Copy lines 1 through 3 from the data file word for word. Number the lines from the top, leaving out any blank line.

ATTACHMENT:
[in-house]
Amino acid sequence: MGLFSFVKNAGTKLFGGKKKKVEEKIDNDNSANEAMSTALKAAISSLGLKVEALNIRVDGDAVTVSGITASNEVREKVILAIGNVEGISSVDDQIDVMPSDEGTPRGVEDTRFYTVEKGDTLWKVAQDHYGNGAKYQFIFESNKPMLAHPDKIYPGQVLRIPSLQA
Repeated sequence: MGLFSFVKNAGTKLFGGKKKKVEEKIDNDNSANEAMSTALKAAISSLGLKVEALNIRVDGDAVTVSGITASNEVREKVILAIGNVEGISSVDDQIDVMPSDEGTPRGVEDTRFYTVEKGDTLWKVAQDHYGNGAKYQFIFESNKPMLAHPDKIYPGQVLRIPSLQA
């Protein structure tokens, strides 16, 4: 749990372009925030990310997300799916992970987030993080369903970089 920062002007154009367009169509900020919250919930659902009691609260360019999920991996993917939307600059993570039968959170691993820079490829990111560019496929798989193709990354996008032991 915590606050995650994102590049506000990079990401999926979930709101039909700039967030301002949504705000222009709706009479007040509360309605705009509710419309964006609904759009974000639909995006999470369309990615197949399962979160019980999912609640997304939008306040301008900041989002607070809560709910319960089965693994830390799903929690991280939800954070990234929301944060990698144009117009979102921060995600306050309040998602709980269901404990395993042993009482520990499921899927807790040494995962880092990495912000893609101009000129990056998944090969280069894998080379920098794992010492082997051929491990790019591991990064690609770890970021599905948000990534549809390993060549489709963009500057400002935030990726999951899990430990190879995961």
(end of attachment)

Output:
[in-house]
Amino acid sequence: MGLFSFVKNAGTKLFGGKKKKVEEKIDNDNSANEAMSTALKAAISSLGLKVEALNIRVDGDAVTVSGITASNEVREKVILAIGNVEGISSVDDQIDVMPSDEGTPRGVEDTRFYTVEKGDTLWKVAQDHYGNGAKYQFIFESNKPMLAHPDKIYPGQVLRIPSLQA
Repeated sequence: MGLFSFVKNAGTKLFGGKKKKVEEKIDNDNSANEAMSTALKAAISSLGLKVEALNIRVDGDAVTVSGITASNEVREKVILAIGNVEGISSVDDQIDVMPSDEGTPRGVEDTRFYTVEKGDTLWKVAQDHYGNGAKYQFIFESNKPMLAHPDKIYPGQVLRIPSLQA